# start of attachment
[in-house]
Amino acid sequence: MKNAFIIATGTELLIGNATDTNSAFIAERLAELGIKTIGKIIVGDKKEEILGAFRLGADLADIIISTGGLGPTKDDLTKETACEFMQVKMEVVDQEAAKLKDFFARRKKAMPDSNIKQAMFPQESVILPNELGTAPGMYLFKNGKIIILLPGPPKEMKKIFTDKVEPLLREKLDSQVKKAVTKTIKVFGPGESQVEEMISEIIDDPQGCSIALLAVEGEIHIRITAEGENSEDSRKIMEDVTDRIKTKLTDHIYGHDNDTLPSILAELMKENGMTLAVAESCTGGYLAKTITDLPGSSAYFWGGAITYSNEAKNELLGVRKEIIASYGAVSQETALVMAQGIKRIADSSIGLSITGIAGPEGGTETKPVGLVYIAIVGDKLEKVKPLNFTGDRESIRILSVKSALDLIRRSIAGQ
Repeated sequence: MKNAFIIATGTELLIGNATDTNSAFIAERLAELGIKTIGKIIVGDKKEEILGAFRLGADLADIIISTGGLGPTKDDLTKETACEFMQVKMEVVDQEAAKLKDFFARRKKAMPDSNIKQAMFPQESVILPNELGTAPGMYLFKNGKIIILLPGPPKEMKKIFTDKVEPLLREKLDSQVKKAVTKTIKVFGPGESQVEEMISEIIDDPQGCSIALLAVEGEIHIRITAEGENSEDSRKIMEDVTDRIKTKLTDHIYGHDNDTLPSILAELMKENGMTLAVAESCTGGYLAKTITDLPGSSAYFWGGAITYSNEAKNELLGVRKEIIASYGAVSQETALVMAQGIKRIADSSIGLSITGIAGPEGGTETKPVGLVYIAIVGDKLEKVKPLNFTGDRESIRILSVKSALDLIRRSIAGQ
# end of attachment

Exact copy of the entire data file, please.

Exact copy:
[in-house]
Amino acid sequence: MKNAFIIATGTELLIGNATDTNSAFIAERLAELGIKTIGKIIVGDKKEEILGAFRLGADLADIIISTGGLGPTKDDLTKETACEFMQVKMEVVDQEAAKLKDFFARRKKAMPDSNIKQAMFPQESVILPNELGTAPGMYLFKNGKIIILLPGPPKEMKKIFTDKVEPLLREKLDSQVKKAVTKTIKVFGPGESQVEEMISEIIDDPQGCSIALLAVEGEIHIRITAEGENSEDSRKIMEDVTDRIKTKLTDHIYGHDNDTLPSILAELMKENGMTLAVAESCTGGYLAKTITDLPGSSAYFWGGAITYSNEAKNELLGVRKEIIASYGAVSQETALVMAQGIKRIADSSIGLSITGIAGPEGGTETKPVGLVYIAIVGDKLEKVKPLNFTGDRESIRILSVKSALDLIRRSIAGQ
Repeated sequence: MKNAFIIATGTELLIGNATDTNSAFIAERLAELGIKTIGKIIVGDKKEEILGAFRLGADLADIIISTGGLGPTKDDLTKETACEFMQVKMEVVDQEAAKLKDFFARRKKAMPDSNIKQAMFPQESVILPNELGTAPGMYLFKNGKIIILLPGPPKEMKKIFTDKVEPLLREKLDSQVKKAVTKTIKVFGPGESQVEEMISEIIDDPQGCSIALLAVEGEIHIRITAEGENSEDSRKIMEDVTDRIKTKLTDHIYGHDNDTLPSILAELMKENGMTLAVAESCTGGYLAKTITDLPGSSAYFWGGAITYSNEAKNELLGVRKEIIASYGAVSQETALVMAQGIKRIADSSIGLSITGIAGPEGGTETKPVGLVYIAIVGDKLEKVKPLNFTGDRESIRILSVKSALDLIRRSIAGQ